Insight and have not made your res-
ervation for the picnic Saturday, May
11, call Lane hall at once. The group
will leave Lane Hall at 2:30 prompt-
ly. Those on the SRA council are
also invited to attend.
International Center: All persons
intending to attend the International
Center's picnic Saturday, May 11,
please sign up on the Center's Bullet-
in Board. The picnic will start
promptly at 2:00 p.m. from the Cent-
er. All students, Foreign and Amer-
ican, are cordially invited to attend.
Further details may be obtained in
the Center.

International Center: The Puerto
Ricans, their friends, and all inter-
ested American students are cordial-
ly invited to attend the "Puerto
Rican Night", Sunday, May 12. The
program will begin in Rooms 316-320
of the Michigan Union promptly at
7:30. Prof. Dow Baxter of the Forest
Pathology Dept., will illustrate - his
lecture with movies taken in Puerto
Rico during his last visit to that
country. The program will be con-
cluded with refreshments and a
Sing in the Center.


(Items appearing in this column are written
members of the Daily editorial staff and edited
the Editorial Director.)


Senators' Go
Congress for many years is done by those
two spokesmen of tfie so-called cotton bloc, Sena-
tors John Bankhead of Alabama and Elmer
Thomas of Oklahoma, who, while vigorously
opposing curbs on cotton, have been trading,
either personally or through their families, on
the cotton market.
Senator Thomas' cotton trading has- been
through Robert Harriss of Harriss and Vose,
60 Beaver Street, New York, with the account
carried in the name of the senator's wife, Edith.
Bob Harriss is an old and intimate friend of the
senator's and of other senators in the cotton
bloc. At one time, Harriss handled the cotton
trading of Senator Bankhead of Alabama, and
was also extremely close to the late Senator
"Cotton Ed" Smith of South Carolina.
however, are especially interesting and ap-
pear to be closely related to his speeches on the
Senate floor.
Mr. Harriss, who handles the Harriss family's
cotton-trading account, is in and out of the sen-
ator's office every week or so. They are very
warm friends. The Thomas purchases never go
more than 5,000 bales, which is the legal limit
for cotton, and usually the Thomas trading is
through pools which generally run up to 20,000
Investigation shows that the Harriss and Vose
firm was trading in cotton-and very heavily-
between the dates of March 4 and 7, between
March 20 and April 4 and between April 8 and 12.
Harriss and Vose trading at this time was largely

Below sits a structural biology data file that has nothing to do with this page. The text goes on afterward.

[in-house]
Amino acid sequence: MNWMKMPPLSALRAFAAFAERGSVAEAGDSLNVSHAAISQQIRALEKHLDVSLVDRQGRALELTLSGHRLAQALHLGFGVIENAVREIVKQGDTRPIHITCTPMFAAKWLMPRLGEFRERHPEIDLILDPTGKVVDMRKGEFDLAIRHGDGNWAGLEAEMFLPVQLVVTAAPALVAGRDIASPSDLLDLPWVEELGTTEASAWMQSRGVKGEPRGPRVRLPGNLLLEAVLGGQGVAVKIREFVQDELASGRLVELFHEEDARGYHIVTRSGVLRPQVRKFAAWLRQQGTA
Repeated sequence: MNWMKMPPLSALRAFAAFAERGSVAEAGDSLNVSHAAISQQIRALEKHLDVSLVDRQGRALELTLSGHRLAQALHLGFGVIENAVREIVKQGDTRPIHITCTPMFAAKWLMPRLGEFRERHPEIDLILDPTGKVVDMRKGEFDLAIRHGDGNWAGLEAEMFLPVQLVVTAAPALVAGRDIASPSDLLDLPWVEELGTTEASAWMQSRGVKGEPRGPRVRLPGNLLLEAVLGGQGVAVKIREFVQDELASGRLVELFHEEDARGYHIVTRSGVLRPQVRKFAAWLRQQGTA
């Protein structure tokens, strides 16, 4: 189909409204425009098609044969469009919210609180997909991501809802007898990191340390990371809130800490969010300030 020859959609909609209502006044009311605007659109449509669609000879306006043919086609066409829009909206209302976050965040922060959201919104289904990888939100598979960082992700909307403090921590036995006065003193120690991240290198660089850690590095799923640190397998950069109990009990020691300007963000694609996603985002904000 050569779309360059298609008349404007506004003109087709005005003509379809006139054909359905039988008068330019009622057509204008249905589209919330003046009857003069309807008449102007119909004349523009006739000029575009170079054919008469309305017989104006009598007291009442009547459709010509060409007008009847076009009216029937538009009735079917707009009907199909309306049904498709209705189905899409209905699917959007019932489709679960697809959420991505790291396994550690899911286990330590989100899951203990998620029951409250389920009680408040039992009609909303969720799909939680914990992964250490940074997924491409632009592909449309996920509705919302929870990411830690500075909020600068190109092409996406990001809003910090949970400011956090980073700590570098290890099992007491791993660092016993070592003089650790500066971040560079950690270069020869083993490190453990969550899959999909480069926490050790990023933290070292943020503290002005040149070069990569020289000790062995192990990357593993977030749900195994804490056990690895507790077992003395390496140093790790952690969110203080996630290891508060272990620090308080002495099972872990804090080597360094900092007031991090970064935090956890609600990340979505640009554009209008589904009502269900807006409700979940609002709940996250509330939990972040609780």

for its customers and the firm was careful to
break no market regulations.
If you compare the dates of the Harriss and

Vose' cotton-trading and the dates of speeches
made by Senator Thomas, Senator Bankhead
plus other members of the cotton bloc in Wash-
ington, the similarity is significant.
Heavy operations by Harriss and Vose were
between March 29 and April 4. On March 28,
cotton futures were selling for about 27.40 cents,
at which time, according to the Wall Street
Journal, "cotton futures rose $1.35 to $1.85 a bale
on a late rush of buying orders stimulated by the
possibility that the Pace Bill would be adopted
by the Senate. The rally was touched off by the
plea of Senator Thomas (Dem., Okla.) for high-
er farm prices in supporting tacking on of the
Pace measure to the Minimum Wage Bill. All
futures made 22-year highs."
The next Harriss and Vose operation was be-
tween April 8 and 12. The date April 8 is signifi-
cant, because, next day, Congressman Stephen
Pace pressed for early action on his bill in the
House of Representatives. The cotton market
soared. Then on April 12, Congressman Pace
announced that he would not attach his amend-
ment to other legislation but that it must stand
on its own merit. This meant, of course, that it
would not pass; so the cotton market dropped.
Simultaneously the Harriss and Vose operators
got out of the market.
While it is not illegal for a senator or his
family to speculate on the cotton market or for
him to give tips to his friends, it seems only fair
that the public should have the right to know
about his operations and be able to form its own
judgment for or against price control or on any
other subject. That is why Secretary of Agricul-
ture Clinton P. Anderson is being urged to
investigate the cotton futures market.
(Copyright, 1946, by the Bell Syndicate, Inc,)

Fifty-Sixth Year
Edited and managed by students of the University of Michigan under the
authority of the Board in Control of Student Publications.

Can the police read an invisible letter, Mr.
O'Malley? Written by an Invisible Leprechaun?

Soitoinly. I climb in the ice box. The
inside light goes out. Time passes. The
, ,, - . , ... .

By Crockett Johnson
A formidable array of facts. But
wait-Cushlamochree! Forget the
. , , . . ,, s

Margaret Farmer
Hale Champion
Robert Goldman
Emily E. Knapp .
Pat Cameron .,
Clark. Baker
Des Howarth
Ann Schutz ..
Dona Guimaracs

Editorial Staff
. . . . . . . . . . . Managing Editor
. . . . . . . . . . . Editorial Director
..-. . . . . . . . . . City Editor
.. . . . . . . . Associate Editor
.. . . . . . . . . Associate Editor
. . . . . . . . . . . WSports Editor
.. . . . . . . Associate Sports Editor
. . . . .. . Women's Editor
. ~A 'l _lc Women's Editor